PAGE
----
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Based on extensive research, a group of leading scientists have argued that the maximum allowed residue levels of glyphosate, a commonly used pesticide, should be lowered. This reduction would lessen the damage to our gut bacteria (microbiomes) and our health.

In the Dutch TV show Eenvandaag, an item about plant protection products (pesticides) Paul Scheepers (SKU) and Violette Geissen (WU) were interviewed about the SPRINT project. 

What the mix of the many agents do to us and to the environment is still barely known. The NVWA is working with RIVM to develop a method to measure the "cocktail effect" of pesticides. The European Food and Consumer Product Safety Authority (EFSA) has also recently presented an action plan for this, but specific research is lacking.

Research being carried out at the universities of Wageningen and Nijmegen is therefore awaited with great interest. In this so-called SPRINT research, researchers are looking at the effects of the combination of substances. "It is difficult to predict the behavior of mixtures. You have to test what those mixtures do and that is what we are going to look at more closely in SPRINT," says Paul Scheepers, toxicologist at Radboud UMC.

 

18 December 2020 - Trouw: Interview Professor Annemarie van Wezel

From the North Pole to Mount Everest, chemicals can be found everywhere. “Thanks to our sensitive measuring methods, we always measure something, even if it is very little, you come across those substances everywhere because we use them all,” says Annemarie van Wezel, professor of environmental ecology and director of the Institute for Biodiversity and Ecosystem Dynamics ( IBED) from the University of Amsterdam. "We would love to go back to Adam and Eve, but we can't." Yet she is hopeful. A turnaround is feasible, although this will not be easy.

“Chemicals have brought us a lot, in agriculture, fire safety and the shelf life of materials and food. Ultimately, we must move towards less dependence and better restriction to essential use. But you have to look at that as a whole, not per substance. Because if you prohibit one substance, another that looks a lot like it, will replace it. ”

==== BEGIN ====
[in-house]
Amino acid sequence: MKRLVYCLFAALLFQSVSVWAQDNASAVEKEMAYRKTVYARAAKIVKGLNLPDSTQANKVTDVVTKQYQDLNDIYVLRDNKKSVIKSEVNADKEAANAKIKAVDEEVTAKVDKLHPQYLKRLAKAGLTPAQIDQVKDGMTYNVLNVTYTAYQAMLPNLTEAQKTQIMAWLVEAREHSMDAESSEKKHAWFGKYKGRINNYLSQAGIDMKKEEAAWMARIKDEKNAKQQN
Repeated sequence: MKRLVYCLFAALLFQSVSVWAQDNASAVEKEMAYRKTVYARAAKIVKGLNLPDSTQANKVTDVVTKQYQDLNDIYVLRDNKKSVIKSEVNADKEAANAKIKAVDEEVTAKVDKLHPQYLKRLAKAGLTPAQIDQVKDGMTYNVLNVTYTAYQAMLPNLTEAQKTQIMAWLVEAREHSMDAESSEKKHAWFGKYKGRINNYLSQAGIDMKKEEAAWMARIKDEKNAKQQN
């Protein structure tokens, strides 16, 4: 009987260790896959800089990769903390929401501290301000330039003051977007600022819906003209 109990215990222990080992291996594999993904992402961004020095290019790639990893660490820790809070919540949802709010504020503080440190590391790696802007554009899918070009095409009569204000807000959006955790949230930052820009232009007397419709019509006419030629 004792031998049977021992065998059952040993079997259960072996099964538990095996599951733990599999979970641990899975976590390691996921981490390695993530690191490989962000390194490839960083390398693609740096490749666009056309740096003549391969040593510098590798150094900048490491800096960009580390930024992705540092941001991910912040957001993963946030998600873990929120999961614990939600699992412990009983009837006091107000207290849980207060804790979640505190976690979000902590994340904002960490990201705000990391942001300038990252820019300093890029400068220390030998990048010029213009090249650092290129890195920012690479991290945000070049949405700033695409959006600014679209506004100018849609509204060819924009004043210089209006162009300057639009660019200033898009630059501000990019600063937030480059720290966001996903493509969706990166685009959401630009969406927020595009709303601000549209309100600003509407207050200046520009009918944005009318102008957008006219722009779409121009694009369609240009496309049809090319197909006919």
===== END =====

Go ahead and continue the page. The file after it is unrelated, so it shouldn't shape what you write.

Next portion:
That makes it so difficult to prevent the spread of toxins, explains Van Wezel. “Compared to biocides, which are now widely used because of the corona pandemic, pesticides are receiving a lot of attention. Upon approval, we assess one product, which may be used in one crop. The problem is that the same substance can also be used in a different crop, end up in a different place or be used in a completely different context. But we don't look at that.”

Violette Geissen's SPRINT project may be able to change the European standards for the approval of chemical substances, Van Wezel thinks. For the authorization of one substance, the accumulation effect of several chemical substances is not considered. Geissen is looking at that cocktail effect. Furthermore, now it is not examined whether a substance is necessary, only what it does.

Agriculture News: Jane Mills, University of Gloucestershire, tells us about the SPRINT project’s aim to tackle the impacts of pesticides on human, animal and environmental health.

Friesch Dagblad - 19 december 2020: “The memory of what happened in the past. That's what Violette Geissen (57), professor of soil degradation and land management at Wageningen University & Research, calls the soil. And that memory reveals staggering facts. Research on European agricultural land shows that 83 percent of soil samples contain pesticides, usually a cocktail of different agents. Resources were also believed to degrade quickly, were recovered years later.

Farmers who use the resources adhere to the law. Before pesticides come onto the market, they are tested. The European Food Safety Authority (EFSA) and in the Netherlands the Board for the Authorization of Plant Protection Products and Biocides (Ctbg) then determine the conditions for use.